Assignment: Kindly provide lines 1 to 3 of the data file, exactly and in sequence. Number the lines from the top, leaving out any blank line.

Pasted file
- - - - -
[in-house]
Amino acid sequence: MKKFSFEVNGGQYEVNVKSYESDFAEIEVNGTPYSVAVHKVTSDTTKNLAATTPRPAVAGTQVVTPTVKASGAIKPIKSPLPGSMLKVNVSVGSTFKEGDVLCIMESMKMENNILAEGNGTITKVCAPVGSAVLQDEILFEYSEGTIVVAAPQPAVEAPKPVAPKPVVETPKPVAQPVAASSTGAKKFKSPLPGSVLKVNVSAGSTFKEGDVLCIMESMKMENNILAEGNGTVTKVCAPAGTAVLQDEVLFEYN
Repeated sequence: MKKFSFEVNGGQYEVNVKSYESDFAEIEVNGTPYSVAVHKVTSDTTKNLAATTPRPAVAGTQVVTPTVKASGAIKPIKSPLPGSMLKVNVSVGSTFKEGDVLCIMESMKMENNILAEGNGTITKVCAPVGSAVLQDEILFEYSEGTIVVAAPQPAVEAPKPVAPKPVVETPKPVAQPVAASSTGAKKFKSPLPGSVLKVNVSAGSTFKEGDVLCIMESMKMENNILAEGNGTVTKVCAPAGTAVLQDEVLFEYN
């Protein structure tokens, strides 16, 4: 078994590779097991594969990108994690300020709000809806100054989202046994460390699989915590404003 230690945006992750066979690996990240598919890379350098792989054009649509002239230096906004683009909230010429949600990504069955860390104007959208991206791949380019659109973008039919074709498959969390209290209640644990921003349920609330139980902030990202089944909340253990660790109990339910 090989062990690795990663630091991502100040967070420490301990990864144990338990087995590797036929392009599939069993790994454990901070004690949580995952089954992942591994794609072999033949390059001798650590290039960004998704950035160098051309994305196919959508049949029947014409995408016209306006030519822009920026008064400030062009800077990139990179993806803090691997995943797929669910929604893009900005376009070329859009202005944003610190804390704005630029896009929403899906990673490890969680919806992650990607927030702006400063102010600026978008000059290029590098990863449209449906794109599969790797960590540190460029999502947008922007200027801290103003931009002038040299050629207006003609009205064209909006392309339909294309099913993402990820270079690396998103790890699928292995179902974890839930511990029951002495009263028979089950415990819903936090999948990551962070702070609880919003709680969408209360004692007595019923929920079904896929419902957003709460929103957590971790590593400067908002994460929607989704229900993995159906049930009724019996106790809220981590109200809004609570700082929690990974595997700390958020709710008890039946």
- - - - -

[in-house]
Amino acid sequence: MKKFSFEVNGGQYEVNVKSYESDFAEIEVNGTPYSVAVHKVTSDTTKNLAATTPRPAVAGTQVVTPTVKASGAIKPIKSPLPGSMLKVNVSVGSTFKEGDVLCIMESMKMENNILAEGNGTITKVCAPVGSAVLQDEILFEYSEGTIVVAAPQPAVEAPKPVAPKPVVETPKPVAQPVAASSTGAKKFKSPLPGSVLKVNVSAGSTFKEGDVLCIMESMKMENNILAEGNGTVTKVCAPAGTAVLQDEVLFEYN
Repeated sequence: MKKFSFEVNGGQYEVNVKSYESDFAEIEVNGTPYSVAVHKVTSDTTKNLAATTPRPAVAGTQVVTPTVKASGAIKPIKSPLPGSMLKVNVSVGSTFKEGDVLCIMESMKMENNILAEGNGTITKVCAPVGSAVLQDEILFEYSEGTIVVAAPQPAVEAPKPVAPKPVVETPKPVAQPVAASSTGAKKFKSPLPGSVLKVNVSAGSTFKEGDVLCIMESMKMENNILAEGNGTVTKVCAPAGTAVLQDEVLFEYN